The PlayStation Vita is not doomed

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Anyone who spends time on video-game forums or websites has seen the countless threads announcing Sony's demise and that the PlayStation Vita will be a massive flop due to early Japanese sales figures for the portable. The same was being said about the Nintendo 3DS after it was released and failed to meet sales expectations. Some are pointing to Sony's tactics for the Vita, including the lack of onboard memory for saving data, overpriced memory cards, and the expensive price tag for the Wi-Fi model (even more expensive for the 3G model). Others believe the strong mobile-device market has cut into the dedicated-handheld segment quite a bit. Then there are those who simply say this is Nintendo's continued dominance at work when it comes to the handheld industry.

Either way, the general consensus is that the Vita is going nowhere and fast. It failed to break Nintendo's release numbers with the 3DS and had a sharper sales drop-off than the 3DS did. Overall, Sony isn't moving units the way people expected, so it isn't hard to see why most people are drawing negative conclusions.

I'm here to say that I see a bright future for the Vita.


We're still early in the Vita's life cycle in Japan, and at the moment, the new handheld is competing against the 3DS, which has recently hit its stride with a steady flow of games to keep everyone happy. Nintendo's biggest hitters are now out with Super Mario 3D Land and Mario Kart 7 already moving past the million-units-sold marker. Plus, we can't forget that Monster Hunter Tri-G has also hit the scene, moving more than one million units too. As we saw with the PSP, the Monster Hunter series sells systems in Japan. With every release of Monster Hunter on the PSP, a noticeable upswing in PSP sales would follow. That same effect is in full swing for the Vita, and Nintendo knew this when they got Capcom to bring the franchise over to their side.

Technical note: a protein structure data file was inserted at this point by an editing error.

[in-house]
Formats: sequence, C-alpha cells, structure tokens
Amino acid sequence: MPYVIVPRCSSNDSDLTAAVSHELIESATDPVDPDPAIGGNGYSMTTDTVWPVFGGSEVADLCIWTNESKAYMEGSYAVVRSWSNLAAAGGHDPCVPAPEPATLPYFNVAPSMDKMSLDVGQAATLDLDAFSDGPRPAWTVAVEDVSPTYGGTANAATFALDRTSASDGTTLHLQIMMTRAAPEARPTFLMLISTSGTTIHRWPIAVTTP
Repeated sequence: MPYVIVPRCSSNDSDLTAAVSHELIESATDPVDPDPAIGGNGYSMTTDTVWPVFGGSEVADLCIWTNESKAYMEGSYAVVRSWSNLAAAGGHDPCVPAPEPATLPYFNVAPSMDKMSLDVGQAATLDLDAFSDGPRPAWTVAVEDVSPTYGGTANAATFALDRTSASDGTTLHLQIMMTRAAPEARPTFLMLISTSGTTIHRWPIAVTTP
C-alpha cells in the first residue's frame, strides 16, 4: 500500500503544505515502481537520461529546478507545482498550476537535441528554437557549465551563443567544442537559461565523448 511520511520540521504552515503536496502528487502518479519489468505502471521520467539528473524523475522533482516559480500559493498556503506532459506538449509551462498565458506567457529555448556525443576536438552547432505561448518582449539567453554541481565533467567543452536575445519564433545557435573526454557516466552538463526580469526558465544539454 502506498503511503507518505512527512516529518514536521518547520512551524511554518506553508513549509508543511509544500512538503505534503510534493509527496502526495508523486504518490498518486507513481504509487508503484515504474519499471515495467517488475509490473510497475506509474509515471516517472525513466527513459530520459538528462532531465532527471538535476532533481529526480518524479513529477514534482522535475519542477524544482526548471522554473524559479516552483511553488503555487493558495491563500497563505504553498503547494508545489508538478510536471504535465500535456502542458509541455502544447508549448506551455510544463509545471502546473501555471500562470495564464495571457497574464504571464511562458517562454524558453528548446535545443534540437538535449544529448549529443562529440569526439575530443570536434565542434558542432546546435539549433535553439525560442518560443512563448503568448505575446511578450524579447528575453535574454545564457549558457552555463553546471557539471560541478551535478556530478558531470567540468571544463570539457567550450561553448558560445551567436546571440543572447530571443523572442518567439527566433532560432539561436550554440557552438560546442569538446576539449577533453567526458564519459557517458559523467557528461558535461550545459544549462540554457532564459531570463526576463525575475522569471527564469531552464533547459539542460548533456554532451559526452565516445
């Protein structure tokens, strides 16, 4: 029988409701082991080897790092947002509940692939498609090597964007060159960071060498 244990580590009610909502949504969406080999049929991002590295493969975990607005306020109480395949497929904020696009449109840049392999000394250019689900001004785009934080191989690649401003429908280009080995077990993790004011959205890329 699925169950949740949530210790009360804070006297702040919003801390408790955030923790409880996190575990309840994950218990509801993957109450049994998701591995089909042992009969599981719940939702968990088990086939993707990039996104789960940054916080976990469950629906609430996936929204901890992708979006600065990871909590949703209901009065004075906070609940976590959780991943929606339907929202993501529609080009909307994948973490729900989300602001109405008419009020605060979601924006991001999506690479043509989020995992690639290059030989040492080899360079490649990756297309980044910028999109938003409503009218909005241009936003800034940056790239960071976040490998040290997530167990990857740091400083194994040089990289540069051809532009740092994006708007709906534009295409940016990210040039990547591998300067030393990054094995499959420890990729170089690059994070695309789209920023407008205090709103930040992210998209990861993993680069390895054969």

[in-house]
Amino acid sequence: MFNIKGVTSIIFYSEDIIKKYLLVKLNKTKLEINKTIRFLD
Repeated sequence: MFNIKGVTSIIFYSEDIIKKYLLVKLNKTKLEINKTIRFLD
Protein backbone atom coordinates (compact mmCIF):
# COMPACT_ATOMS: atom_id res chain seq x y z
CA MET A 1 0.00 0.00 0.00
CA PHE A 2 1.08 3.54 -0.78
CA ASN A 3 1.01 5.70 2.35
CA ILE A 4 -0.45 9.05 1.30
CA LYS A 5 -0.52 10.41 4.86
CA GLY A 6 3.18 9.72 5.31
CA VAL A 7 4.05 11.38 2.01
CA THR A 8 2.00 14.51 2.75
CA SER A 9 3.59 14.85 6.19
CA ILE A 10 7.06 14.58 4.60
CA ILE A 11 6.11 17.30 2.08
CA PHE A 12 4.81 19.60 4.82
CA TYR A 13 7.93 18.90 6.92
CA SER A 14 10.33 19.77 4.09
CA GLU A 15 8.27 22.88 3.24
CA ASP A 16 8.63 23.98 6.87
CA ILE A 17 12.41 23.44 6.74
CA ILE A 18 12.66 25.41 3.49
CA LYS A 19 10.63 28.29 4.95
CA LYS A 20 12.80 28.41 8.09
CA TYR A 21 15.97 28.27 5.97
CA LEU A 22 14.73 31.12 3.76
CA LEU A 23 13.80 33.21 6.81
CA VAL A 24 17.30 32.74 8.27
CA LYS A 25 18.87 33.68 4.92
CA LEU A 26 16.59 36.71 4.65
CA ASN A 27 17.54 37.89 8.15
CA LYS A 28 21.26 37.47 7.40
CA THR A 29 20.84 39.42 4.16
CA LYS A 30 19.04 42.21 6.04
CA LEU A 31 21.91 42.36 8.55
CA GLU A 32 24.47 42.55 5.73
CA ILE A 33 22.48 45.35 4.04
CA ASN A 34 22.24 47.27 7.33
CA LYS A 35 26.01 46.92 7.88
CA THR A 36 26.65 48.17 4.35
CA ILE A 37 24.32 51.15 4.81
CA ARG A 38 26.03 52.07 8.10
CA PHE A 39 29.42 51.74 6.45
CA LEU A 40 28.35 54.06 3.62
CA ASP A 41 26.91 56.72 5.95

Sony is also competing against themselves in the handheld market with the PSP still selling incredibly well. Not to mention the PSP has had many major releases this year in Japan with games like Monster Hunter Freedom 3, Metal Gear Solid: Peace Walker, and Final Fantasy Type-0 hitting store shelves. The PSP is selling well, moving both hardware and software while the Vita is still the market newcomer. Yes, the system has an impressive launch lineup, but it doesn't have some of the big series mentioned above.

Another thing working against Vita at the moment is Nintendo's updated 3DS marketing strategy. The gaming giant dropped the 3D handheld's price by a significant margin, offered 20 free downloadable games to those who paid full price, and came back strong with an impressive lineup of titles and plenty of support. People are probably holding out for such a move from Sony as well, and if things continue this way, it very well could happen.

At the end of the day, Sony isn't going to stand idly by and watch the Vita sink. Nintendo has shown the entire world how to bring a system back that many were claiming was dead in the water. Sony did the very same thing with the PlayStation 3 after months of lackluster sales, and now the PS3 is hot on the heels of the Xbox 360 in terms of worldwide sales. Sony has spent plenty of money bringing the Vita to life, and thinking they wouldn't do much to save their product is foolish and insane. They might need to tweak some things to get everyone excited — like bundling a memory card with each unit.

The Vita is here to stay, and Sony is going to do everything they can to see it live on.

Some are already calling it a failure after only a few weeks? This isn't over by a long shot.

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